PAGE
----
> > If there are 5000 regions opened, the total memcache heap will be very
> > large.
> >
> > So, I am thinking two:
> > 1. What is the key factor of system resource usage in HBase?
> > 2. Is there any way to make the majority of regions to be static (do not
> use
> > too much memory and CPU), and only few regions are active to serve the
> data
> > ingesting.
> >
> > The above considerations are based on following situations:
> > 1. Usually, we are processing and managing time-serial dataset. The old
> data
> > (e.g. the data of one week or one day ago) can be static and rarely be
> > queried.
> > 2. The application of the dataset may be ingesting heavy. But only a few
> > client to query.
> > 3. The total dataset is very big (500TB un-compressed), but we cannot run
> a
> > 2000-nodes cluster to hold this dataset. Large cluster is so expensive,
> and
> > we can only run a cluster with noly 20-50 nodes.
> >
> > Schubert
> >
> >
> > On Fri, Jul 10, 2009 at 3:35 PM, Ryan Rawson <ryanobjc@gmail.com> wrote:
> >
> >> By dedicating more ram to the situation you can achieve more regions
> >> under a single regionserver.  I have noticed that in my own region
> >> servers, 200-600MB = 1-2MB of index.  This value, however, is
> >> dependent on the size of your keys and values.  I have very small keys
> >> and values.  You can also tune the index size with the blocksize
> >> setting, which directly impacts several things:
> >> - larger blocks mean less index entries (more efficient ram use).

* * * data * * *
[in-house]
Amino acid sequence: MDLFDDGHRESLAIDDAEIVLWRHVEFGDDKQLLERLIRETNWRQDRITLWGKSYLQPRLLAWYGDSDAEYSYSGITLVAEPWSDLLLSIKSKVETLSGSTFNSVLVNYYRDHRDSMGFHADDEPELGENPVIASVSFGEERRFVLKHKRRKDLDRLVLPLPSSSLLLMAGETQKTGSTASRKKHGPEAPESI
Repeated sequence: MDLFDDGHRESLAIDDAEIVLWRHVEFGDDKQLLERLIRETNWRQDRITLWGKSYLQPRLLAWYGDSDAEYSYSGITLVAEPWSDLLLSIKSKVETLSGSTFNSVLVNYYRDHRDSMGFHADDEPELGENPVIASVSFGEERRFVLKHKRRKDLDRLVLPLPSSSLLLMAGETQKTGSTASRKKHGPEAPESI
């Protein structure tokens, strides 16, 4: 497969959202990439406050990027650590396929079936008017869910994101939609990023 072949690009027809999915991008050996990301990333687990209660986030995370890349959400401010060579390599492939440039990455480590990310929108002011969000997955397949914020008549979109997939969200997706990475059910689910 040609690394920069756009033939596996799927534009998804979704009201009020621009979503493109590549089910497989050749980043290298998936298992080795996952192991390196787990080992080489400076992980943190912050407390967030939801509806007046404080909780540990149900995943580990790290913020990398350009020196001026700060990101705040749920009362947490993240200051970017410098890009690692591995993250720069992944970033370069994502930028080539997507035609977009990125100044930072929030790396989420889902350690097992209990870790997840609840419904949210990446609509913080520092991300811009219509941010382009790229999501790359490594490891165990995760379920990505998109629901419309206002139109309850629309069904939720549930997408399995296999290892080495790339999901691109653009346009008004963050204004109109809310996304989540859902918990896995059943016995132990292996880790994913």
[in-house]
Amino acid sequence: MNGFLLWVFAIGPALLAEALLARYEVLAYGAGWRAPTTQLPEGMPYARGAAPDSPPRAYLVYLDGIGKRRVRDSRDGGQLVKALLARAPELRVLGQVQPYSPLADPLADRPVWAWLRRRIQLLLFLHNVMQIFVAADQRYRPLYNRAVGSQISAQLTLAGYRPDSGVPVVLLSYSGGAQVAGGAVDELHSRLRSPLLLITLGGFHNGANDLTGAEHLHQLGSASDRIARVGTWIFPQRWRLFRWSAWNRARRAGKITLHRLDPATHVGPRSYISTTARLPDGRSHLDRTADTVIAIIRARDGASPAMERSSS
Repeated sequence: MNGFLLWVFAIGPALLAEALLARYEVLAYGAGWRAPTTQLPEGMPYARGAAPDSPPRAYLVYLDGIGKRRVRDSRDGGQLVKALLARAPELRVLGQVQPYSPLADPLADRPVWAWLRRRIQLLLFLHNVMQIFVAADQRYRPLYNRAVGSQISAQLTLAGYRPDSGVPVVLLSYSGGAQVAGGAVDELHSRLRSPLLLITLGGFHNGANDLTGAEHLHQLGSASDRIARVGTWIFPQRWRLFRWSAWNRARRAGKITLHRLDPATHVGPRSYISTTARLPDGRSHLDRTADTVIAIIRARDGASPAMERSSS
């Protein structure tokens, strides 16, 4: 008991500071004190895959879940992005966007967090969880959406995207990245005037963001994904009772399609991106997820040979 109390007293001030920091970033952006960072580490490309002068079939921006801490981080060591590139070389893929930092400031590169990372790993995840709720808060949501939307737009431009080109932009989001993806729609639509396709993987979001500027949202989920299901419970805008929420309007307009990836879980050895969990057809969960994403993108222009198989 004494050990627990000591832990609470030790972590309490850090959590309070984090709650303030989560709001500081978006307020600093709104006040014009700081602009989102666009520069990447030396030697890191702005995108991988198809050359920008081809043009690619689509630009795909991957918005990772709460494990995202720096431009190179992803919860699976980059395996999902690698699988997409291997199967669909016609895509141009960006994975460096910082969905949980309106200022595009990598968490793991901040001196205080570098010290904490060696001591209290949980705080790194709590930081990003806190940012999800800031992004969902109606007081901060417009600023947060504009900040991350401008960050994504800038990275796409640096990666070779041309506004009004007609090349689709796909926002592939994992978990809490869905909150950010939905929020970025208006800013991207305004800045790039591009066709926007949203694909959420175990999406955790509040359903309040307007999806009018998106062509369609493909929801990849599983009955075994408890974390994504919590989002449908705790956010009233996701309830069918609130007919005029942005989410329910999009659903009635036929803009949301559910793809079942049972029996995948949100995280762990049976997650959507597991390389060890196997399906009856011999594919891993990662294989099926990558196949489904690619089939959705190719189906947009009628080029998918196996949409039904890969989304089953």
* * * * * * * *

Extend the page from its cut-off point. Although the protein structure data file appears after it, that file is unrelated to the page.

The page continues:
> >> - larger blocks mean larger IO units. Can impact random read perf
> (reduces
> >> it)
> >>
> >> If you have larger data sizes, you can end up with essentially 1 index
> >> entry per thing (eg: if each thing is 5m, you end up with 1 entry per
> >> 5m of data).
> >>
> >> So depends on the size of your data, some tuning factors, etc.
> >>
> >> Putting this all together means, 1 regionserver can most certainly be
> >> in charge of more than 250GB of stored data.
> >>
> >> -ryan
> >>
> >> On Fri, Jul 10, 2009 at 12:23 AM, zsongbo<zsongbo@gmail.com> wrote:
> >> > Ryan,
> >> >
> >> > Yes. you are right.
> >> > But my question is that, even through 1000 regions (250MB)) per
> >> > regionserver, each regionserver can only support 250GB storage.
> >> >
> >> > Please also check this thread "Help needed - Adding HBase to
> >> architecture",
> >> > Stack and Andrew have put some talk there.
> >> >
> >> > Schubert
> >> >
> >> > On Fri, Jul 10, 2009 at 12:55 PM, Ryan Rawson <ryanobjc@gmail.com>
> >> wrote:
> >> >
> >> >> That size is not memory-resident, so the total data size is not an
> >> >> issue.  The index size is what limits you with RAM, and its about 1
> MB
> >> >> per region (256MB region).
> >> >>
> >> >> -ryan
> >> >>
> >> >> On Thu, Jul 9, 2009 at 9:51 PM, zsongbo<zsongbo@gmail.com> wrote:
> >> >> > Hi Ryan,
> >> >> >
> >> >> > Thanks.
> >> >> >